• “For some reason, when Preveau bought the car, he registered it under the name of his then-girlfriend, a woman named Jennifer Fitzgerald, and did so without telling her. ”

    Strange that one should be able to register a car under the name of someone who is not the titled owner. As for why he might register under someone else’s name, the fact that he was able to get away scott free from all those parking fines speaks for itself.

    City was lazy in that it should have towed the car after abandonment, typically 30 days after finding it has not been moved or accessed. Then subsequently sold for back fees.
    But they would have botched that too by not notifying the titled owner, instead mistakenly notifying the person named for the license plates.

  • I didn’t see anything saying she had no access to the garage. According to other accounts it is a secure city-owned lot available for public parking but also used by airport employees.

  • RE: the parking lot and access to it:

    Preveau would park the vehicle in O’Hare parking lot E, a secured outdoor lot surrounded by high chain link fencing, that’s open to the flying public but also utilized by drivers employed at the airport. The parking lot is owned by the City of Chicago and operated by Standard Parking Corporation. But according to the complaint, United Airlines leases spaces in the lot for use by airline employees.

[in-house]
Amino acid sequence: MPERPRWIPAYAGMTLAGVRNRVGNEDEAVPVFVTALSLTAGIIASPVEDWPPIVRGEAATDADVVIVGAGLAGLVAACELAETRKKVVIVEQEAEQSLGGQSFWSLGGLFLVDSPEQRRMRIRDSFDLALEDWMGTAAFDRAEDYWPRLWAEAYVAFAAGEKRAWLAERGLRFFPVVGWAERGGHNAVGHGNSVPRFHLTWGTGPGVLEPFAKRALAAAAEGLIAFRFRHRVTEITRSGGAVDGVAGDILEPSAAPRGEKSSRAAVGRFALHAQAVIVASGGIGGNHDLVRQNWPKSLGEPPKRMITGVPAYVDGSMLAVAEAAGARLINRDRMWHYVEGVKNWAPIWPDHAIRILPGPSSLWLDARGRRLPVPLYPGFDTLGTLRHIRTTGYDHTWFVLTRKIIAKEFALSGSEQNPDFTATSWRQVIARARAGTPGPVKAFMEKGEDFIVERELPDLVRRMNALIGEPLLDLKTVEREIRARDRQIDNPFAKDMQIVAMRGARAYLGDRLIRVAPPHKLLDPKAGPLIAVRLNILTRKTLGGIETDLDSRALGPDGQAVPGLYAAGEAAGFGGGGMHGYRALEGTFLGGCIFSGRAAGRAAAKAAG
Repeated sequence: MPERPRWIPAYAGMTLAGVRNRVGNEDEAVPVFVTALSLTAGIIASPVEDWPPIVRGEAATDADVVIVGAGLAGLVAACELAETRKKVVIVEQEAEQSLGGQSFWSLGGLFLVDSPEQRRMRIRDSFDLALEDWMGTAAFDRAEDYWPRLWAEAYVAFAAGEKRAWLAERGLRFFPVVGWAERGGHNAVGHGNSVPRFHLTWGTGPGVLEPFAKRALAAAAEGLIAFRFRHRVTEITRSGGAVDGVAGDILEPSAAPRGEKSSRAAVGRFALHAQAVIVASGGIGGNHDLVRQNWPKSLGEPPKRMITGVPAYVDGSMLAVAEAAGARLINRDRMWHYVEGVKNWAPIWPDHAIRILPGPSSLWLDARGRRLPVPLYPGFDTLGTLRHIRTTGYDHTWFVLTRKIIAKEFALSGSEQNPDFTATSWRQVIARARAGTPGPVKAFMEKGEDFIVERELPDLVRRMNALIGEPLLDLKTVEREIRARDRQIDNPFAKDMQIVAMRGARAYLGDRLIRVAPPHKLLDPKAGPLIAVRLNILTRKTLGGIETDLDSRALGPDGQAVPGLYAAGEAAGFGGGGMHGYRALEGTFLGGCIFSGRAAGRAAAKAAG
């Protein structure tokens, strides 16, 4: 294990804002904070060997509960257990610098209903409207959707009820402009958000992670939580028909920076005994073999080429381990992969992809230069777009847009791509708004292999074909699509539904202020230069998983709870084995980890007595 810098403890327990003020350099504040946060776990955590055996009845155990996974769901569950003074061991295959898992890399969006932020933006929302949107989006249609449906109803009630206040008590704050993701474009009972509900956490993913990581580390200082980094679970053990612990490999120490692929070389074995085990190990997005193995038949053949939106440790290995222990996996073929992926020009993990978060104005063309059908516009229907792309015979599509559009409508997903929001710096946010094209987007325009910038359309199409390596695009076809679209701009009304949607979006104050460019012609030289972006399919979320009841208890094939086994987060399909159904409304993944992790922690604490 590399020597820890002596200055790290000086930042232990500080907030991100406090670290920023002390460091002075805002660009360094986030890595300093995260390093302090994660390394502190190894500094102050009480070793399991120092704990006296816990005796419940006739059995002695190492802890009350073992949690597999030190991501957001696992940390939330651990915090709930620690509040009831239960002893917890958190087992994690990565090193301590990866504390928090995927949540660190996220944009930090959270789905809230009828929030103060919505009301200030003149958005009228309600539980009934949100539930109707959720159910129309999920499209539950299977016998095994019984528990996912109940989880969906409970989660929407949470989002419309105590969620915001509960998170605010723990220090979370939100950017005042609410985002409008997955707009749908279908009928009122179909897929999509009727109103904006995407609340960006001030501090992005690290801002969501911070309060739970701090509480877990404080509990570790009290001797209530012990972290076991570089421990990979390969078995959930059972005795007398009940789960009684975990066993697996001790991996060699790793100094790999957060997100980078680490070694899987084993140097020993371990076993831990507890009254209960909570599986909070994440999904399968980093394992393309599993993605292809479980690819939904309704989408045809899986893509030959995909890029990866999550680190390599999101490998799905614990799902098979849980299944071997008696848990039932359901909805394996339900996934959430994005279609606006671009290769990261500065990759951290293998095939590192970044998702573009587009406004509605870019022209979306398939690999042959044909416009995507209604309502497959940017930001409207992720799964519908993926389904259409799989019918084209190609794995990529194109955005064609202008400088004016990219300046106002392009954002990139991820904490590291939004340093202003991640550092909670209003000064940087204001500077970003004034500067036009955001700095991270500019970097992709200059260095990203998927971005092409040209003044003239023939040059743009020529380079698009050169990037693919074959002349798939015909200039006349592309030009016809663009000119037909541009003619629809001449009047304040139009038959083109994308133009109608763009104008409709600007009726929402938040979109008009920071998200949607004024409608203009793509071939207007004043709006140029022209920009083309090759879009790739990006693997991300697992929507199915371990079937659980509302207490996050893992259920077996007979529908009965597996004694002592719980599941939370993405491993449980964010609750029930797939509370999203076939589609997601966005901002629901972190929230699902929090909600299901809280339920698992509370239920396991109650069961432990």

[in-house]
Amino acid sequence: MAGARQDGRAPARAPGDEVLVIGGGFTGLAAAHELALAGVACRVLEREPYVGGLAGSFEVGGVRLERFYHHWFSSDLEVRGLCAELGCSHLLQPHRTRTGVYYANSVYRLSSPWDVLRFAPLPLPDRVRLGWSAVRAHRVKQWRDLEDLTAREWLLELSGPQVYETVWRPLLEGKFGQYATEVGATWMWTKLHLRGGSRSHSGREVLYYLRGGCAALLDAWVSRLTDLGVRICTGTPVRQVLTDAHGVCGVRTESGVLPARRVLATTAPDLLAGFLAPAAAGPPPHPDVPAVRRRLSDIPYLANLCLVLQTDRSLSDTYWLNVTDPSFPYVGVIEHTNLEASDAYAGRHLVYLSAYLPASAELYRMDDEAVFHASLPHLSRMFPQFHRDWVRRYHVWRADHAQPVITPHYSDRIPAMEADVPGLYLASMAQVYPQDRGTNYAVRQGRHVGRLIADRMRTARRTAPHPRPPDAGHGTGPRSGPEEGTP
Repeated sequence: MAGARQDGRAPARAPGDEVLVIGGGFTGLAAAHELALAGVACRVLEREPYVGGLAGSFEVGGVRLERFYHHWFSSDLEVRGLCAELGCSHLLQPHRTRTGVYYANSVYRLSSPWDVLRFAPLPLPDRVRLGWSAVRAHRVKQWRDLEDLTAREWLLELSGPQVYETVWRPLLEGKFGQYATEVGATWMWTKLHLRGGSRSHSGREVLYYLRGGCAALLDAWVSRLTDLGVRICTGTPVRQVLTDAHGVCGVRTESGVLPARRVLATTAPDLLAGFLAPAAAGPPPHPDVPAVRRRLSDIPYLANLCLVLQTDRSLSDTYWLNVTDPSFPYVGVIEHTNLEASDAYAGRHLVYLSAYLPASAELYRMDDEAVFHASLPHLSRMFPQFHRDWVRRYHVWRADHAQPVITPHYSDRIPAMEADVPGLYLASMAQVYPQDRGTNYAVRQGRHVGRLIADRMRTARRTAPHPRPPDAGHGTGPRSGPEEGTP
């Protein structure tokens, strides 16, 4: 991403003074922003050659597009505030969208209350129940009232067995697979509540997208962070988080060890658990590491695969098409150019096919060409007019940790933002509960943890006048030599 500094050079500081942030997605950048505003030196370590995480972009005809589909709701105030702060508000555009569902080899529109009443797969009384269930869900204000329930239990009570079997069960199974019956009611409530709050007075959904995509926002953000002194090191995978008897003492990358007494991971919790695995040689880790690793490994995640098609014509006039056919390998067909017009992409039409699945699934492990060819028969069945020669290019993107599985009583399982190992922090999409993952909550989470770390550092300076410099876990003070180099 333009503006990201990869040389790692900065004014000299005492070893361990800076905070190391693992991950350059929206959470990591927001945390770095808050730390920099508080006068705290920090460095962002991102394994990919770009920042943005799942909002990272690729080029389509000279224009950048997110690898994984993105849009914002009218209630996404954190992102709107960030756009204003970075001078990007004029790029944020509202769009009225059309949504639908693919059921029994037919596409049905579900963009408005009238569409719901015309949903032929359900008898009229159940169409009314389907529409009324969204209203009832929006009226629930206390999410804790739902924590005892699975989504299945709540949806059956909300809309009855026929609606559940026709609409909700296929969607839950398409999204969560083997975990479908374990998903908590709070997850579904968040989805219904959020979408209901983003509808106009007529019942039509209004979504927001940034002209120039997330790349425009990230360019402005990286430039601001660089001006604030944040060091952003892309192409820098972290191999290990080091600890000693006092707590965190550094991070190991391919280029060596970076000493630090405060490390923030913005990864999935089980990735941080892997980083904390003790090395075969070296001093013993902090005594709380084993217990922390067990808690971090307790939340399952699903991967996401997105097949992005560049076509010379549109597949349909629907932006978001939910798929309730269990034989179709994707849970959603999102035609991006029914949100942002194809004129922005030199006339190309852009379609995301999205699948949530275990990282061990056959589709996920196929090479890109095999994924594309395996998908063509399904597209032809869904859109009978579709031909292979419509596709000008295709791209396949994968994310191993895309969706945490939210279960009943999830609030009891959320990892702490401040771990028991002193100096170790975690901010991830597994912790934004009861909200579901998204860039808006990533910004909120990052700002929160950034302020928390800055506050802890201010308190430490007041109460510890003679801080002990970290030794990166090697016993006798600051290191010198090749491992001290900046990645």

RE: Notice to the woman:

    Fitzgerald said she began receiving notices from the Department of Revenue in December 2009 about the fees owed and tried to get Preveau to move the car but was unsuccessful. She was unable to move the car herself because she didn’t have the keys, according to the complaint.


    So the woman knew about the car, where it was parked, and was receiving the notices on the car and couldn’t find the time to get a duplicate of the title / registration and get a locksmith to open the door and make a set of keys?

    When she was informed that the her driver’s license was suspended, shouldn’t she had started taking more aggressive action on this? Instead it seems she did nothing (or very very little.)

    For 3 1/2 years she did nothing about this other than speak to the police (who rightfully said they couldn’t help her.)

    In my opinion, the fines piling up were excessive as the City should have moved the vehicle, but at the same time, her lack of attention and effort over the years adds to her accountability as well.

    Also, does anyone else but me think that 9 years to resolve this case is a disaster in and of itself?

    • “Also, does anyone else but me think that 9 years to resolve this case is a disaster in and of itself?”

      Yep. IMO, if any case is still active after… maybe three years?… it should ideally be dismissed on grounds of the defendant’s right to a speedy trial.

      This would hopefully prompt the whole system to be reformed.

  • Knew about the car and where it was parked–as if she has a duty, enforced by a fine to deal with it.

    Statism alive and well.